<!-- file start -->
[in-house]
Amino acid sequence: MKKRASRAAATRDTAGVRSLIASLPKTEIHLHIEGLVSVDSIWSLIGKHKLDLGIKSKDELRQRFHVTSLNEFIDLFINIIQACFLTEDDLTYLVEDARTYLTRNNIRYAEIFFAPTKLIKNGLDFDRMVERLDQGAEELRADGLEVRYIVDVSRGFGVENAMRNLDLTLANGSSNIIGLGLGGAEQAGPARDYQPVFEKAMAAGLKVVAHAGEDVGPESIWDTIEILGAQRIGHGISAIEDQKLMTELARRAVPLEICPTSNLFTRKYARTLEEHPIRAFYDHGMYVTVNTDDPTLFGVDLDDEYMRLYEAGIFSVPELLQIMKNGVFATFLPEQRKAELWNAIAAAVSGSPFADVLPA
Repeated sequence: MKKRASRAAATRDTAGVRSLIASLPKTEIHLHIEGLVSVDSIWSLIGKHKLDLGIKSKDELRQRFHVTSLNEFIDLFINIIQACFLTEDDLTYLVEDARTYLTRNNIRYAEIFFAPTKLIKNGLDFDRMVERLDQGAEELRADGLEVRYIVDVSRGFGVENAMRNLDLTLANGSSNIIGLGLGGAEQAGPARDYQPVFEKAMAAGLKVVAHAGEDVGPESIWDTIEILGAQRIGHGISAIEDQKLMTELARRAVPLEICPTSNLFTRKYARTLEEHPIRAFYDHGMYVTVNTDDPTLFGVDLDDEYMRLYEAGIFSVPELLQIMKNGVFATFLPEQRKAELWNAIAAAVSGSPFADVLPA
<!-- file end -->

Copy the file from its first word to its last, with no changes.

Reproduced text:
[in-house]
Amino acid sequence: MKKRASRAAATRDTAGVRSLIASLPKTEIHLHIEGLVSVDSIWSLIGKHKLDLGIKSKDELRQRFHVTSLNEFIDLFINIIQACFLTEDDLTYLVEDARTYLTRNNIRYAEIFFAPTKLIKNGLDFDRMVERLDQGAEELRADGLEVRYIVDVSRGFGVENAMRNLDLTLANGSSNIIGLGLGGAEQAGPARDYQPVFEKAMAAGLKVVAHAGEDVGPESIWDTIEILGAQRIGHGISAIEDQKLMTELARRAVPLEICPTSNLFTRKYARTLEEHPIRAFYDHGMYVTVNTDDPTLFGVDLDDEYMRLYEAGIFSVPELLQIMKNGVFATFLPEQRKAELWNAIAAAVSGSPFADVLPA
Repeated sequence: MKKRASRAAATRDTAGVRSLIASLPKTEIHLHIEGLVSVDSIWSLIGKHKLDLGIKSKDELRQRFHVTSLNEFIDLFINIIQACFLTEDDLTYLVEDARTYLTRNNIRYAEIFFAPTKLIKNGLDFDRMVERLDQGAEELRADGLEVRYIVDVSRGFGVENAMRNLDLTLANGSSNIIGLGLGGAEQAGPARDYQPVFEKAMAAGLKVVAHAGEDVGPESIWDTIEILGAQRIGHGISAIEDQKLMTELARRAVPLEICPTSNLFTRKYARTLEEHPIRAFYDHGMYVTVNTDDPTLFGVDLDDEYMRLYEAGIFSVPELLQIMKNGVFATFLPEQRKAELWNAIAAAVSGSPFADVLPA